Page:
Grampaw Pettibone

Gramps from Yesteryear:

September-October 2000

Illustration by Ted Wilbur

Lava Lament

A CH-53D Sea Stallion with a full load of troops on board was conducting insertion missions from an Army airfield to a landing zone in a lava field 6,560 feet above mean sea level. The pilot and copilot conducted hover power checks before departing the airfield. Winds at departure were 300 degrees at 10 knots, gusting to 15. The helo proceeded to the landing zone, dropped off the troops, returned to the airfield, took on another load and returned to the lava field.

On final approach, the copilot, who was at the controls, began a descent rate to establish the aircraft on glide slope for landing. Both the pilot and copilot were unaware they were experiencing a tailwind. The copilot slid the Sea Stallion to the left to avoid ground support vehicles located along the approach path.

The combined effects of being slow, with a tailwind, in an environment of high density altitude, and in a high gross weight configuration, placed the CH-53D in a hover-out-of-ground effect situation without sufficient power. The induced rate of descent exacerbated the situation, and the CH-53D began dropping to the ground uncontrollably. This is sometimes called “settling without power.”

Realizing the severity of the helo’s condition, the pilot (aircraft commander) pushed both speed control levers full forward in an attempt to increase power. The crew chief called for power and the aerial observer called for a waveoff. The collective was already at its upper limits as the pilot took over the controls. He tried to regain control by pushing the nose over and lowered the collective to execute a waveoff.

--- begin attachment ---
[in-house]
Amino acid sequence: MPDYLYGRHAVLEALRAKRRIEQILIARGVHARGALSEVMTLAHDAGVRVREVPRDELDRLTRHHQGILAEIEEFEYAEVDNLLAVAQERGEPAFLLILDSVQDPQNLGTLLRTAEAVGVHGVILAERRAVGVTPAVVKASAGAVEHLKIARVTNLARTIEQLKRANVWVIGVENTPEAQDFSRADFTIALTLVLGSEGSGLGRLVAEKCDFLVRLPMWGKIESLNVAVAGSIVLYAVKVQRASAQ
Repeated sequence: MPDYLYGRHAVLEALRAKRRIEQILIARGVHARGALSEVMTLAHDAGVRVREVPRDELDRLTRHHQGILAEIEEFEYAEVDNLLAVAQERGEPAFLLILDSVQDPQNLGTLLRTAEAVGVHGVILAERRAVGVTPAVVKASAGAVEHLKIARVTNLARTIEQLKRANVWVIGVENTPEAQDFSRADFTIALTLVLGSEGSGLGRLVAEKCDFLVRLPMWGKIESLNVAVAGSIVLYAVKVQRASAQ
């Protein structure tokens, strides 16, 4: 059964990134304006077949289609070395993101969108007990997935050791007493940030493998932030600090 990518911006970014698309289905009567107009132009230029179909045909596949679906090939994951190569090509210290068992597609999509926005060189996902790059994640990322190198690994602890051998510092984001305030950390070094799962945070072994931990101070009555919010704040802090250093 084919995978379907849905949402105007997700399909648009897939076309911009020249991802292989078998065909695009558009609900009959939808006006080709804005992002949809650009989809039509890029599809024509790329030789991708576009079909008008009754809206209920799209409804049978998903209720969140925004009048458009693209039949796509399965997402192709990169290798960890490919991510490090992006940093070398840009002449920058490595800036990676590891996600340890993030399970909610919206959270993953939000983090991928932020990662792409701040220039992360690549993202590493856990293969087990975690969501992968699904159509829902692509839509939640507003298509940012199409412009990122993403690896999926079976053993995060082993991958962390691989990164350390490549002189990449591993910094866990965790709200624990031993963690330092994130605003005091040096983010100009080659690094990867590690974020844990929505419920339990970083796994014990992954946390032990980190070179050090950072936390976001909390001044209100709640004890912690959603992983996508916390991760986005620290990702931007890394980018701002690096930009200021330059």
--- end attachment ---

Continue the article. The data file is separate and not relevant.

Instead, the helo struck the lava field short of the landing zone with little forward airspeed or vertical velocity. The tail rotor and left main mount struck lava rock. Simultaneously, the tail skid lodged in the lava rock causing it to fail aft. The tail rotor blades disintegrated on impact. The tail pylon separated from the aircraft, which then lifted 10 feet off the ground and began rotating counterclockwise.

The Sea Stallion struck the ground a second time and rolled nearly inverted. The engines continued to drive the main gear box and rotor head throughout the sequence, arcing the fuselage around until all the blades were completely sheared off from the rotor head.

Fortunately, this helo was equipped with three-point-restraint troop seats, and vertical deceleration forces were not sufficient to dislodge the seats. As a result, none of the crew and passengers sustained serious injuries.

Grampaw Pettibone says …

What a carousel ride that musta been! I’ll bet more than one heart leapt from chest to throat during that spin-around atop the lava field. The helo was flying at 30 to 40 knots at 100 feet above the ground on the approach. These numbers are consistent with a Sea Stallion when its hitting its Naval Air Training and Operating Procedures Standardization-prescribed parameters. Technically, it was the aerodynamic limitation imposed by the tailwind that did in the CH-53D. The pilots failed to determine the wind direction. Had they done so, they could have adjusted approach direction and stayed within the proper flight envelope. Situational awareness went by the board at a perilous moment.